Recently I had a very interesting discussion about the movie Passion of The Christ with an eclectic group of academic friends each grabbing their own piece of the elephant. Rumi might not know it but even academics can be blind-in opinion that is. The Medics found it boring. More blood; it needed more bang-bang action to take their minds off work, but plenty to ponder on how long it would be possible to live with nailed hands and feet hanging from a cross.
Those in the liberal arts considered the film an artistic masterpiece. The historians thought it failed to live up to historical accuracy. Then there were the leftovers; you know the lawyers, the environmentalists, political scientists and the do-gooders of the world–the ones with the gift of gab, the over-analyzers and hot-air talkers.
What was the effect on the rain forest when trees were chopped to make crucifixion crosses? Was the movie anti-Semitic? Would there be another inquisition? Whose fault was it that Jesus was killed? Is there enough evidence? Does due process imply? Would the UN place sanctions on the Romans? Would America send in troops? Who would get fingerprinted at the gates to the Roman empire?
Then suddenly there it was. Someone said, “Look it could have been anybody's fault!” This caught my attention — YES maybe — but more interestingly, for once it Moslems were not involved. The aggressive bearded men in the film are not MOSLEM. Not the Taliban. No weapons of mass destruction. No Moslem fundamentalists. Not even any American involvement. It was not done for oil; there are no oil fields in Jerusalem, just olives.
So who did it? It was the Jews. Yes you heard it right. For once all the hysteria is not about the Moslems. It is between the Christians and the Jews and the perpetrators, for once, are not Moslems. I know it is only a movie and but people watching it take it as truth and for me this has always been the problem with media.
Whether on the news or in the movies, the average Jack, Mohammed and Ishmael accept whatever they see or read as truth and they believe it. So if the Jews are working up a fuss about their wrongful portrayal in the movie I can relate, and even offer some advice.
For years I have been frustrated with negative images of Moslems in the media. We are always stereotyped as being the bad guys; we are all dark in complexion with bushy eyebrows and angry eyes (what is that wax they put on the face of actors to make them look Middle Eastern?).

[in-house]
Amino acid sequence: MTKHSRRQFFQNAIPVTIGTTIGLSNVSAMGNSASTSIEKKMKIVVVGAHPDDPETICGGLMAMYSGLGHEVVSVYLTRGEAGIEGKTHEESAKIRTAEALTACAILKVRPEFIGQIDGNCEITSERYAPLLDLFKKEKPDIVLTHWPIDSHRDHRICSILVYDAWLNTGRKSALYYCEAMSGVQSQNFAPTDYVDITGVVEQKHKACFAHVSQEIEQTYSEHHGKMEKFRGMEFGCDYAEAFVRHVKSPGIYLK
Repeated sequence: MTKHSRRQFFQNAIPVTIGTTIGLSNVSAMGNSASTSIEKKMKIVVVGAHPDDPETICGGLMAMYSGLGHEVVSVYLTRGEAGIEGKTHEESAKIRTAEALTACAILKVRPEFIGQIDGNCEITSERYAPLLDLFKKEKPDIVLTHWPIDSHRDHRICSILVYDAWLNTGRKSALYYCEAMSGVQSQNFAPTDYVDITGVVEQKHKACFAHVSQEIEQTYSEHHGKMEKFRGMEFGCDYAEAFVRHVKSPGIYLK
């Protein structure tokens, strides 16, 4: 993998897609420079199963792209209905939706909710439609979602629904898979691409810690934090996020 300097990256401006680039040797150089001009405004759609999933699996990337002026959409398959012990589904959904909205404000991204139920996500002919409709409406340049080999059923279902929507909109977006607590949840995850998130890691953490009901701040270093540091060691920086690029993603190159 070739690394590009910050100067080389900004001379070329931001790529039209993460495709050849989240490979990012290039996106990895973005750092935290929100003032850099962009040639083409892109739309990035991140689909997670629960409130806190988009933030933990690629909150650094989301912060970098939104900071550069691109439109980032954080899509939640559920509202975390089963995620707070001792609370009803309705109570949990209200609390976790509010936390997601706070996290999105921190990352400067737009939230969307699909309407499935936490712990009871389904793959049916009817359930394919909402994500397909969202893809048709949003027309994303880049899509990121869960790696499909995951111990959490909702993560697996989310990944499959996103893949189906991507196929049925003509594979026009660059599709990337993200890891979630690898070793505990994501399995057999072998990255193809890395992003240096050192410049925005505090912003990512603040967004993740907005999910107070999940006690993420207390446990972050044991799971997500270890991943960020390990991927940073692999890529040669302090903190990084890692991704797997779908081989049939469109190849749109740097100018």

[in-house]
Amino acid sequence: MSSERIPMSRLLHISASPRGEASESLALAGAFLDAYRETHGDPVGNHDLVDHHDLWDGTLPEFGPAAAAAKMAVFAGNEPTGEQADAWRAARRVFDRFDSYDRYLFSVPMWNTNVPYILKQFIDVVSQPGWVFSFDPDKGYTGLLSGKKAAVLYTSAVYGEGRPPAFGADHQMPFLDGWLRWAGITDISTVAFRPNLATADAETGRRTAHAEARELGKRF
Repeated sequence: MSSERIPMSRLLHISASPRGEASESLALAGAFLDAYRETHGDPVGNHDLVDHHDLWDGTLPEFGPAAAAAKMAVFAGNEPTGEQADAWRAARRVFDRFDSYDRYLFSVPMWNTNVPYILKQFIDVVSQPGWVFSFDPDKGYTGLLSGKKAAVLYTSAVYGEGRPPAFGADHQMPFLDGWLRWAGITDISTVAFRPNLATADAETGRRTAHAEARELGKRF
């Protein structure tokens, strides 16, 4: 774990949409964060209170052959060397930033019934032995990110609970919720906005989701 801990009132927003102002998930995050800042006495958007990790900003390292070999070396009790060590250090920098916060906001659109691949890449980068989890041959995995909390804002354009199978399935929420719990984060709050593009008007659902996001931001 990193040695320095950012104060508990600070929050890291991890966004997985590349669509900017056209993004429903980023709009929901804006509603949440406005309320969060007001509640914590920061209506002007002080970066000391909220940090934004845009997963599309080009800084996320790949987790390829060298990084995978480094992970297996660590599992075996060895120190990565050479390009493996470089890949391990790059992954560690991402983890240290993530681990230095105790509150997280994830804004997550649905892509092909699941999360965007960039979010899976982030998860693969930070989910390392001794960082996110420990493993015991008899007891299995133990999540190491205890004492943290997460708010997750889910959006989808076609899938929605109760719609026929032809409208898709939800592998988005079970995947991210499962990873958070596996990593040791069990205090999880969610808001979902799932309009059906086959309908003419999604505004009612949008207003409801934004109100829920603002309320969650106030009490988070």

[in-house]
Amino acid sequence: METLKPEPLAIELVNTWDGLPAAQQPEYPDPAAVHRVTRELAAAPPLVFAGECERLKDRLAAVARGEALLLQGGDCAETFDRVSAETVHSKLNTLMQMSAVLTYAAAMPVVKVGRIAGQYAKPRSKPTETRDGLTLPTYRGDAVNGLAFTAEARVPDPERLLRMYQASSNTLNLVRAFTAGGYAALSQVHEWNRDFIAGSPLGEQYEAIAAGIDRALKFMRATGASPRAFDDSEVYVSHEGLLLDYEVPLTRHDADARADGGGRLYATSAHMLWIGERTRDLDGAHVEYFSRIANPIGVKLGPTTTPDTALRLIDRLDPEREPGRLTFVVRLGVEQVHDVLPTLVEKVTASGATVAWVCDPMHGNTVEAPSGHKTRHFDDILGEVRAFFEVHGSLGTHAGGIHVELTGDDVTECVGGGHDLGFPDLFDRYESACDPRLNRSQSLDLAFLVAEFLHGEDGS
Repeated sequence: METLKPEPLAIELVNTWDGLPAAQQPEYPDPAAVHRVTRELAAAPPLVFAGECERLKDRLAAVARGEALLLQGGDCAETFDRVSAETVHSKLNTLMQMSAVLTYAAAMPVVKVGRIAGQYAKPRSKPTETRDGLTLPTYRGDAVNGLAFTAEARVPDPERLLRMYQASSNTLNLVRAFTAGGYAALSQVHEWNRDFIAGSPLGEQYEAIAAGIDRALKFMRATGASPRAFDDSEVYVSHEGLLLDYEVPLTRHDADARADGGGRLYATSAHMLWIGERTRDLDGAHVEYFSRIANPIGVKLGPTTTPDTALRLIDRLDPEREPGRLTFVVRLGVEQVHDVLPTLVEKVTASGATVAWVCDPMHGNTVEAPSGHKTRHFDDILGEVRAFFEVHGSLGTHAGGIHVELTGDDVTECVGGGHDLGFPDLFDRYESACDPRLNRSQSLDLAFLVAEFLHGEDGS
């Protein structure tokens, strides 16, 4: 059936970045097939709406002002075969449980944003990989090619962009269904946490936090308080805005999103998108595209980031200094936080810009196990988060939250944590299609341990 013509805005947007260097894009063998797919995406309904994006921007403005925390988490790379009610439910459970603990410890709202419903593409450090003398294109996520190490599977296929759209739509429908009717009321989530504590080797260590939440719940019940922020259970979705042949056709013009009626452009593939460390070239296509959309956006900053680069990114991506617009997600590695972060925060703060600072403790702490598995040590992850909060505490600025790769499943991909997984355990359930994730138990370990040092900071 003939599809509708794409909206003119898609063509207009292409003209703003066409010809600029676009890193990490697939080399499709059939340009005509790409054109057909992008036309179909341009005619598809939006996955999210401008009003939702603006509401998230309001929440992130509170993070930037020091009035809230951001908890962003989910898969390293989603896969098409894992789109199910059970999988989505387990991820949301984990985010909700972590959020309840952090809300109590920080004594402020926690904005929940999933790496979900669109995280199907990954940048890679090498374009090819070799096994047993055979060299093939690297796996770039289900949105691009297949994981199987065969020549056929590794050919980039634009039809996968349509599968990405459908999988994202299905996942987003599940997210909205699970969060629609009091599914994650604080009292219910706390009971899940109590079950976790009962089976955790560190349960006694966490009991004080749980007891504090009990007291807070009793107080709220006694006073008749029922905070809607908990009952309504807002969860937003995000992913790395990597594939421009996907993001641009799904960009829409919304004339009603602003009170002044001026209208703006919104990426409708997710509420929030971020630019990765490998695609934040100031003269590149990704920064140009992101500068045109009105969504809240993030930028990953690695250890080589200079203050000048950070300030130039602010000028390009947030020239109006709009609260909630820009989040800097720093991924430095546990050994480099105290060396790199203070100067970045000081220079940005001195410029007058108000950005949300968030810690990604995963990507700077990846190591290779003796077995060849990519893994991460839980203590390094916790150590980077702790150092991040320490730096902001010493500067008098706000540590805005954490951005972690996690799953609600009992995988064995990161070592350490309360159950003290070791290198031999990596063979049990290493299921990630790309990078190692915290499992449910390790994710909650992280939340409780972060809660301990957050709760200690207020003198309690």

We all have machine guns, which we blast into air for fun, possess funny foreign accents. We are all backward and dirty looking. Our women are oppressed and veiled, chained to the kitchen, beaten by their husbands into conformity.
Yet in response to my frustration I often hear this: “RELAX!. It's only a movie” or “It's art”. Well, guess what ART HURTS. Christians and Jews are angry and frustrated with the media for being stereotyped and portrayed wrongfully in the movie. So here is my advice based on years of frustrated feelings: “RELAX! What's all the fuss? It's only a movie.” Feel better!?
Since September 11, bearded men from THAT crazy part of the world are always prime suspects in news stories. To make things worse the one billion Moslems in this world, each with their own unique culture and identity, have been placed under a huge umbrella. Apparently we are all THE SAME, living under the same umbrella with an imaginary meta culture that makes us all evil.
I believe the media's impression of Iranians goes further. We have been granted the top honor, for we are part of the one and only “AXIS of Evil” (aren't you proud?). And since its liberation, Iraq has transformed from evil into good, thus making us and our best friends, the North Koreans, the only remaining members of the axis.
But then all of the sudden the word is out: Was it the Jews who killed Jesus? The media attention is not on “us”. Terrorism experts on TV are not analyzing us! For a window of a while it is an issue between Christians and Jews. They are asking the world not to bunch them under one umbrella. Yes… it gets tight and frustrating under it, doesn't' it?
The passion happened in Medieval times a long long time ago. Yet for even a moment the movie lets the Moslems take a back seat and watch the frenzy. Don't get too comfortable though for it wont be long till we are back on the suspect list again.
Author Elham Atashi is a professor of Conflict Resolution at the Institute for Conflict Analysis and Resolution at George Mason University, Virginia.